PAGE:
Is there a connection between vitamin E and osteoporosis?
Researchers in Japan believe there may be. Early findings suggest that the most common form of vitamin E causes the body to produce more bone-degrading cells. The compound, alpha-tocopherol, is found in most dietary supplements and in olive and other vegetable and nut oils.
Vitamin E has long been promoted for its antioxidant properties. Scientists have connected it to a reduced risk of heart disease and cancer, explains the Telegraph. However, when mice were given a dose similar to that found in supplements, their bones thinned and after 8 weeks they developed osteoporosis.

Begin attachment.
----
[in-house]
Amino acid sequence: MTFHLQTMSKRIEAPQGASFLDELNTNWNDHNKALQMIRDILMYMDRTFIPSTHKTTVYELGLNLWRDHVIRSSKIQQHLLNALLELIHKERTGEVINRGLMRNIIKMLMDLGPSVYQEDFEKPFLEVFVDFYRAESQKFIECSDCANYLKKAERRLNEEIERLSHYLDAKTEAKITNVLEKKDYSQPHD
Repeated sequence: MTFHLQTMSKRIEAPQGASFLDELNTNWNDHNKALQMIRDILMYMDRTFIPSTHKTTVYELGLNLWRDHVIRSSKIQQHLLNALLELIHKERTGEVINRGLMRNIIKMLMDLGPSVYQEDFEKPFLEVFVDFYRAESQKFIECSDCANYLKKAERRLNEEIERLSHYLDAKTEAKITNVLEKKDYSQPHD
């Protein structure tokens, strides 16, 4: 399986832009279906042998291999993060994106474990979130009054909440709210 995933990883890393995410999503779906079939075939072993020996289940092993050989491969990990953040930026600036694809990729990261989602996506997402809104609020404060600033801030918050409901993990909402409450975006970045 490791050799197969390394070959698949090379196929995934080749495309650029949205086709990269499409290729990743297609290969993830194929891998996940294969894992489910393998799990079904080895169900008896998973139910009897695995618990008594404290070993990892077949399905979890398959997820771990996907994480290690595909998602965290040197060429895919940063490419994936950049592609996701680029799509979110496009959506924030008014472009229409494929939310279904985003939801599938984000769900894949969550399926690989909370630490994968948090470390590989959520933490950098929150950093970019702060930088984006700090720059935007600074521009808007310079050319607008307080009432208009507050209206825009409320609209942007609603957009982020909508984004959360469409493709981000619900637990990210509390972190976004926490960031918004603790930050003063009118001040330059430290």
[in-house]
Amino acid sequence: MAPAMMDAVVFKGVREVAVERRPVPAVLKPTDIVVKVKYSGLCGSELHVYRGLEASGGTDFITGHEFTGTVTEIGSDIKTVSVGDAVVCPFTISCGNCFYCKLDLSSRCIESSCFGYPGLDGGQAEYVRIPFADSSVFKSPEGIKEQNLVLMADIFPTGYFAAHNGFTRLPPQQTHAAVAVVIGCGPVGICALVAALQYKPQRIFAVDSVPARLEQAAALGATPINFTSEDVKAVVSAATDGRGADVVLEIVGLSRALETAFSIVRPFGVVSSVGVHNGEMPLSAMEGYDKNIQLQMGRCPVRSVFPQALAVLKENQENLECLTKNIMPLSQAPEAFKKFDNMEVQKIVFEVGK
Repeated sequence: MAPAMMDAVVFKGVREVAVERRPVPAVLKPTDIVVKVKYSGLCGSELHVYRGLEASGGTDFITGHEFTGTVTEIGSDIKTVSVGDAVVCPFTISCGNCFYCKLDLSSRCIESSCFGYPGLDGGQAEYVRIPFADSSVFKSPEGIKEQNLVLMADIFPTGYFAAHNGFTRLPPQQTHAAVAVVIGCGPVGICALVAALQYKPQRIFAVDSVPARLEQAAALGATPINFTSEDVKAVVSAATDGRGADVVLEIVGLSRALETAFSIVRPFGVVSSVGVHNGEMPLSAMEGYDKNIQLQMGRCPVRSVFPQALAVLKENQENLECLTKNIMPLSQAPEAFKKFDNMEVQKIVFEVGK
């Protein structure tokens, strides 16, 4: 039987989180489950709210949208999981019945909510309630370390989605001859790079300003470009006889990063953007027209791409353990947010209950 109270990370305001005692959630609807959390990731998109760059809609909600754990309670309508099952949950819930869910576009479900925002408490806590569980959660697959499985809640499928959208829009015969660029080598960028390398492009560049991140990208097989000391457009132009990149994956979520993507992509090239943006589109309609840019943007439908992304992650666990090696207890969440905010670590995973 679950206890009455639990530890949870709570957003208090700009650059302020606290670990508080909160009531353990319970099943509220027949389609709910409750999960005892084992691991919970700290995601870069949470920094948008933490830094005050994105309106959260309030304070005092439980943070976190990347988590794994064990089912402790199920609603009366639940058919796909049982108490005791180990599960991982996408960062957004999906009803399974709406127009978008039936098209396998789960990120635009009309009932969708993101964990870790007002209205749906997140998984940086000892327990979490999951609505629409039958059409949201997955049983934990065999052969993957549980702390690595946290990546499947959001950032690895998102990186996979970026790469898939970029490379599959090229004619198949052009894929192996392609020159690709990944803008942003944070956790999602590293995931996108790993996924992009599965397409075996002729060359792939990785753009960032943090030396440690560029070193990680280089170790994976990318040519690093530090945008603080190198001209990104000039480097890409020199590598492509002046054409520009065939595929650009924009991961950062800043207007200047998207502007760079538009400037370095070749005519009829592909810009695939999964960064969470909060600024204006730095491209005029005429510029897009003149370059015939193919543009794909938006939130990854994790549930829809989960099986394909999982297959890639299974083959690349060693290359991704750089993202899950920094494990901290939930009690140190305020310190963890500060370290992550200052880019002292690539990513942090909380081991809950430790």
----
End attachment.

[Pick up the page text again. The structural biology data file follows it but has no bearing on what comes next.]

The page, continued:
The results were different when researchers gave mice delta-tocopherol, the less common form of vitamin E. It is usually only found in natural foods and in supplements that contain "mixed" tocopherols.
This is the second recent study to question the health benefits of vitamin E. Late last year, researchers found that vitamin E can actually increase the risk of prostate cancer in men. The double-blind, placebo-controlled study found that men who took a daily dose of 400 IU had a 17% increased risk of developing the disease.
Research into the connection vitamin E and osteoporosis and other ailments will continue. Scientists plan to monitor the effects of the supplement on human bone health and have called for expanded research, according to AFP. But until that research has concluded, it might be wise to have a conversation with your doctor about your own health and any vitamins you take.